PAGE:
Creative Insights: Jen Cushman

Building Upon Your Name

Last month, we talked about the importance of buying the .com of your name if you’re thinking about having a career as an artist. Even if most of your time is spend working a non-art-related job, but your free time is spent making art to sell at fairs, local shops or an online store, such as Etsy, it’s still a good idea in this technical age to purchase the domain of your name.

But what if you are one of those artists who prefer to be a little bit more in the background? Or maybe you have a really clever name for your studio or business. So clever, in fact, that it makes you happy every time you get to talk about your work?

This is definitely do-able. It just takes a little more thought and effort to ensure proper branding of both your business name and your given name.

I recently met a fabulous artist, Cindy Wunsch, at an art retreat where I was teaching. We struck up a conversation, and I was so impressed with how she took her background as an artist manager for Country Western singers and applied it to her dream of being a full-time visual artist.

Cindy made the decision to leave the music industry in Nashville to concentrate on her art. Despite the fact she considers herself “not very technical” the very first thing he did was buy her domain name: The next decision she made was to create a business name for her new company that could be used to brand whatever professional endeavors she decided to pursue in the future, such as licensing her artwork.

“It took a while to find my business name. I played around with a lot of different things, but I knew I wanted a name and a logo that was simple, to the point and stood out from the crowd, also that wasn’t already taken,” says Cindy.

In the end, her business name—Studio Be—came from her artist statement, where she believes artists must always strive to paint (or collage or sculpt) what’s inside their own souls. She also painted cheerful birds as her logo and spent the time, energy and money to trademark her name and logo.

“I’m a business person, and my whole career in the entertainment industry was based on business and how properly brand and protect the artists I managed. I applied everything I used to do for them to myself,” Cindy explains. “I spent a lot of my own money to have a proper foundation so I could build something that really mattered.”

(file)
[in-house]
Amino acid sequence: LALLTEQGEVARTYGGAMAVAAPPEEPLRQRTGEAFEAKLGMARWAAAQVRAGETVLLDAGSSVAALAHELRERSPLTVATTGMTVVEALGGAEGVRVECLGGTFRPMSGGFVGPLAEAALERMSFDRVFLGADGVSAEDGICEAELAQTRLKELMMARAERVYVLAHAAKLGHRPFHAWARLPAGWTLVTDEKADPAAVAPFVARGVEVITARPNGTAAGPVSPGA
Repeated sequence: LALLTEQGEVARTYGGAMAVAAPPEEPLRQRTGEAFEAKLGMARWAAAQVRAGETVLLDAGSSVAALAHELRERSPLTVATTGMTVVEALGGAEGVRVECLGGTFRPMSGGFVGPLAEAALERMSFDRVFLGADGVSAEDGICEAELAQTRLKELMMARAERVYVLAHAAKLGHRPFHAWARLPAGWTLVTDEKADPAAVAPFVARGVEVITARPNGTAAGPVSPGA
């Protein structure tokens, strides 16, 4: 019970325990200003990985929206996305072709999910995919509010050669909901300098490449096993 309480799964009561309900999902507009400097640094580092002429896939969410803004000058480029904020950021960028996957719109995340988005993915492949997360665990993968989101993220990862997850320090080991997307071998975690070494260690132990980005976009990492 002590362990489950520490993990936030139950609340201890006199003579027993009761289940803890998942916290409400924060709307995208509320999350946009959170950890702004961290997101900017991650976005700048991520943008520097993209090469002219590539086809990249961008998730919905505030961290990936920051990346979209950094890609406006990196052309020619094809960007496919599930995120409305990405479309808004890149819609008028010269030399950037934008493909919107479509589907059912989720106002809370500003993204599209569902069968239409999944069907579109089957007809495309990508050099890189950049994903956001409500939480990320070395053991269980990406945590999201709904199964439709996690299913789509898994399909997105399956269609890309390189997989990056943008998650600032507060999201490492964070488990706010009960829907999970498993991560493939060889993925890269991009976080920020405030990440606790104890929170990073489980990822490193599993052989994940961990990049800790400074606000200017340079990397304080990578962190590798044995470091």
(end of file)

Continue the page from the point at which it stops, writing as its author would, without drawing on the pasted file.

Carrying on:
In five years, Cindy has built a successful art business that 100% supports her life both financially and emotionally. She markets and brands both her business and her name as “Studio Be: the Art and Words of Cindy Wunsch”.

In my opinion, Cindy is an artist success story. From day one, she set herself up as a powerful businesswoman and artist. She worked smart. She spent money on protecting her name, trade marking her business and copyrighting her designs.

Do you have to have all these things to begin a business in art? Obviously, no. You have to have a lot of ducks in a row to be this organized from the get-go, but there are two things to immediately think about when you decide to become a working artist. One, protect your name so you can effectively use it in your PR and marketing. Two, if you plan to also have a business name, be as professional as you can in bringing it to fruition.

Jen Cushman is a natural storyteller who found mixed media art a decade ago and never looked back. She is drawn to the imperfect, the funky, the quirky, the artsy and the authentic: be it people or objects or art. She’s also the Director of Education and Marketing for Susan Lenart Kazmer ICE Resin®. To learn more, visit her website


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One Response to Creative Insights: Jen Cushman

  1. CarolineA says:

    I ended up buying a domain name, and also got a business registration to go with it, purely so no-one else could capitalize on what my website does. I run an ebay store with the same ID. Its been worth it because there are unscrupulous people who trawl the internet to see who has done what and register similar names in the hopes of a bite, and I have several times been offered very similar sounding domain names at exorbitant prices. Even if you never use the full capacity of those registrations, its a protection for the reputation you have painstakingly built up over the years, and as long as you keep those registrations paid up, no-one can steal your good name from behind your back.